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How Crystal Cats Could Shed Light On the Boundaries Between Two Worlds

Crystal cats, crystal cat, Sapphire cat, Quantum mechanics, Schrödinger's Cat

Sapphire crystal cats inspired by a famous thought experiment may help scientists discover the real reason for a mysterious boundary between the quantum and material world we all experience. 

Nobody knows why there appear to be two sets of rules for the quantum world versus the non-quantum world of classical objects we see with our eyes. While the macroscopic world of matter obeys classical physics, the microscopic world of subatomic particles follows quantum physics rules. How can the differences in these two coexisting worlds be explained? Maybe with crystal cats, as it turns out.

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Putting Schrödinger’s Cat to the Test

Scientists believe they might shed light on the mystery by revisiting the famous thought experiment called Schrödinger’s Cat – but not with thoughts alone. Instead, by conducting practical experiments. Ironically, the thought experiment wasn’t originally intended to be tested scientifically. 

You probably know how the experiment goes: a cat in a box with a radioactive substance could die at any time, but it’s unknown when that would happen. By quantum physics, the cat could exist in both alive and dead states until someone opens the box. The cat’s fate depends on the moment of observation.

Many people were disturbed by the idea that particles could be in two states simultaneously. However, the dual particle, or superposition nature of particles and waves, is real. Your computer wouldn’t work unless it were true, as you can see in the video below about the Schrödinger’s Cat experiment via TED-Ed.

“An old joke says that the internet exists to allow the sharing of cat videos. At a very deep level, though, the internet owes its existence to an Austrian physicist and his imaginary cat,” says physicist Chad Orzel.

Crystal Cats Shed Light on Cat States

In 1935, Erwin Schrödinger believed the premise that a cat could exist simultaneously in both alive and dead states was absurd. Thus, it was a way to point out that people were misinterpreting quantum theory at the time. Many used the example to ridicule those who suggested that conscious observation could determine the state of matter. And they still do, worrying about “non-scientific discussions about the nature of reality, consciousness, and even Eastern mysticism.”

Nevertheless, a new study published in Science put Schrödinger’s Cat to the test. However, instead of a real cat, they used a crystal, dubbed a “Sapphire Cat” by Science News. Further, an object in two different states at once is referred to as being in a “cat state.”

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The crystal cat was tiny, 16 micrograms and about the size of a grain of sand. However, for a test of quantum states, it’s considered “the fattest quantum cat to date,” reports Gizmodo. It’s several billion times heavier than an atom or molecule and visible to the naked eye.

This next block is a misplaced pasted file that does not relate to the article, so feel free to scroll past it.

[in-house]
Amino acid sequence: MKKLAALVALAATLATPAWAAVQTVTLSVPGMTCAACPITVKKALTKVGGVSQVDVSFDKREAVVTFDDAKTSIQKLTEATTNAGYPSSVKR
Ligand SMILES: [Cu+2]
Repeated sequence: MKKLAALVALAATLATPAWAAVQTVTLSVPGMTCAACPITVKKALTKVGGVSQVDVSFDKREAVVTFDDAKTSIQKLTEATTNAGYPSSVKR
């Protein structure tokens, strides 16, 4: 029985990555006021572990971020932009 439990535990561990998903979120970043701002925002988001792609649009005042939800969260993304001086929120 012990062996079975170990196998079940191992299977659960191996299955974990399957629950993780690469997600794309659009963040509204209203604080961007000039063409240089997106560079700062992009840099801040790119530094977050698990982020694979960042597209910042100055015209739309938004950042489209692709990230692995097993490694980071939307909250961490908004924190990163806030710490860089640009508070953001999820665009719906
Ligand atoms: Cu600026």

“By putting the two oscillation states of the crystal in a superposition, we have effectively created a Schrödinger cat weighing 16 micrograms,” said lead author Yiwen Chu from ETH Zurich.

The experiment placed the Saphhire ‘cat’ in a superposition of two oscillation states, up and down. In non-technical terms, the crystal jiggled so that its atoms moved in two directions at once, capturing the spirit of Schrödinger’s Cat. Those states correspond to an alive or dead Schrödinger’s Cat. Best of all, no cat is harmed in the process. No, the crystals are not little sculptures of felines, although that would be cute.

More Than a ‘Spooky’ Thought

Thankfully, the scientists don’t plan on ever using a real cat (!), but they want to scale up the object’s mass and the distance of oscillations in its atoms. The Sapphire cat’s atoms only oscillated by the tiniest fraction of a millimeter. Still, they did, and thus show that the thought experiment is more than a strange thought. 

Similarly, three physicists won a 2022 Nobel Prize for proving that the weird world of quantum entanglement is real. Entanglement was hotly debated by Einstein, Niels Bohr, and Erwin Schrödinger in the 30s. Einstein famously thought that entanglement was absurd or “spooky action.” You still see many people mocking quantum entanglement with the phrase.

Notably, Schrödinger and Bohr were early proponents of quantum mechanics.

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Related: ETs Could Communicate Across Space via Quantum Entangled Light, Suggest Scientists

Crystal Cats to Lions

The next logical step in the thought experiment gone real is moving to larger crystal cats, or maybe crystal lions? Doing so could reveal clues about the boundary between the quantum and non-quantum worlds. One of the co-authors, Matteo Fadel, from ETH Zurich, suspects gravity may play a role, as previously suggested by Roger Penrose, the founding father of quantum gravity, who also studied the quantum effects of the strange crystals long thought impossible called quasicrystals.

One day, another type of crystal, also thought impossible, called time crystals, may provide memory storage for quantum computers. These crystals’ structure repeats in time, technically existing in 4D.

Quantum Entangled Animals

Recently, another experiment used tardigrades from a gutter in Denmark to test quantum entanglement. Scientists chose them because the incredibly resilient tiny animals can survive extreme temperatures. At least one out of three withstood quantum entanglement and being frozen to a superconducting Qubit chip at near absolute zero. So we can assume they won’t be testing quantum entangled cats unless they are of the crystal variety.

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